Night Thoughts is a quintessentially Suede title: specific yet vague, a notion that seems either romantic or sad depending on perspective. Twenty years, a decade of which was spent in a split, certainly has shifted Suede's perspective, particularly that of leader Brett Anderson. In his younger years, Anderson couldn't resist the tragic but as he settles into middle age, his work bears an unmistakable undercurrent of gratitude: no longer racing against a nuclear sunset, he's meditating upon the elongated stillness of night. It's a shift of attitude, a maturation mirrored by Suede consolidating their strengths. Leaving behind frivolous trash -- it is, after all, a sound that suits the young -- Suede embrace their inherent glamorous grandeur, playing miniatures as if they were epics while reining in excess. In a sense, Night Thoughts functions as the Dog Man Star to Bloodsports, an album that dwarfs its predecessor in both sound and sensibility. If Dog Man Star threatened to topple upon its own ambition -- part of its charm is how it meandered into endless darkness -- that makes the precision of Night Thoughts all the more impressive; it is the work of a band whose members know precisely how to execute their ideas. Here, the longest epic crests just over six minutes ("I Don't Know How to Reach You"), and the 12 songs seem interlocked, if not precisely conceptually then certainly thematically, with each element elegantly playing off the last. Sometimes, there are echoes of their past but this is knowing; "Like Kids" cascades like an inverted "New Generation," pulsating with the same passion but with an eye toward the past, not future. Despite this glance over the shoulder, there's a sense that Suede are happy not only to be through all the turmoil but to bear the scars of well-fought battles. With that past behind them, Suede can still dwell on big issues of love and mortality, but now that the past is in perspective, it all means a little bit more and what lies ahead is a little more precious, and that wide view makes Night Thoughts all the more moving.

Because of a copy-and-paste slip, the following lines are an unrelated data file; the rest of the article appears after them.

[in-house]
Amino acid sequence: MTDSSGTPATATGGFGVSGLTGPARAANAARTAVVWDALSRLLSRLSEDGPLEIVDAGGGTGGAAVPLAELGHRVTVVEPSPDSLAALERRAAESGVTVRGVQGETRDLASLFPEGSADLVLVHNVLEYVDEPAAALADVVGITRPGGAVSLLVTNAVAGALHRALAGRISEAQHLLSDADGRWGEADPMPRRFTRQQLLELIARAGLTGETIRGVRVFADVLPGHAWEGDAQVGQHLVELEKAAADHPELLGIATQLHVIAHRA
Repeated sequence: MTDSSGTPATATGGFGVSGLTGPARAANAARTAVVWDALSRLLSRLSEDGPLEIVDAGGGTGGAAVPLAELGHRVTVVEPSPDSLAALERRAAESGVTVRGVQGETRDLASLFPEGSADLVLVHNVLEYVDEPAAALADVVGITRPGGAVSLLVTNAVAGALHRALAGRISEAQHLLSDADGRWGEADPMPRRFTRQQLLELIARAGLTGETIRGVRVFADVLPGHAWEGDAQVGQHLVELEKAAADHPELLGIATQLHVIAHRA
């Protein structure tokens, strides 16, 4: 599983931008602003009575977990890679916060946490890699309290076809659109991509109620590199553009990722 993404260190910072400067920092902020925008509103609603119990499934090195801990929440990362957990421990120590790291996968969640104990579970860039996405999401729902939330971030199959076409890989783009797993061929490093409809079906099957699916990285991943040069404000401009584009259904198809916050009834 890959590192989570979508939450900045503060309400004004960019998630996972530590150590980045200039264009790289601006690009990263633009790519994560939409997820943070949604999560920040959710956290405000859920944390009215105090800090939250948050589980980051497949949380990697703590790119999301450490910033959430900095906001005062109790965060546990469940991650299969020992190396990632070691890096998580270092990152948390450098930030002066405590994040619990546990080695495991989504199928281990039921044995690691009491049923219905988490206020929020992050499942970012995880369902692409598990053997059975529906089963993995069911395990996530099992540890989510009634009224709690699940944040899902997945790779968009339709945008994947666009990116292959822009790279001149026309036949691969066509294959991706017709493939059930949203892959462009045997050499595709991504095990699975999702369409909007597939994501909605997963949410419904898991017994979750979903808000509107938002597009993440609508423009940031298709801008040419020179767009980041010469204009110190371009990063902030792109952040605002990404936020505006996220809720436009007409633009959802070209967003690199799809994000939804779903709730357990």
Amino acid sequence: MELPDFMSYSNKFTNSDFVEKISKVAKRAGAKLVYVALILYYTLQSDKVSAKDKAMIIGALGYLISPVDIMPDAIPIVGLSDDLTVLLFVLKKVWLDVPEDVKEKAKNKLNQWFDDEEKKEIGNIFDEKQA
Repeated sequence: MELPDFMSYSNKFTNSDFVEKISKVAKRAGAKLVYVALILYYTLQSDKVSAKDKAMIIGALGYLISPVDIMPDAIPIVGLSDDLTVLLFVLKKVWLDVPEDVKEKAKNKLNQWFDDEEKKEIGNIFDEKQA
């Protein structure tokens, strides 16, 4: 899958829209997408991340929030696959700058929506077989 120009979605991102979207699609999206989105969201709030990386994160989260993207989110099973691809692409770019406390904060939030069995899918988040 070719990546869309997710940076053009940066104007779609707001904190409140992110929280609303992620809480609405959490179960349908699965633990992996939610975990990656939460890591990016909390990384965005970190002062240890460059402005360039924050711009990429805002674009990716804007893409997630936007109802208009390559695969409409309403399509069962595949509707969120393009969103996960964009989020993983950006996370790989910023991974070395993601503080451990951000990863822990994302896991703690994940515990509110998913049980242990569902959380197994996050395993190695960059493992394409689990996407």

AllMusic Review by Stephen Thomas Erlewine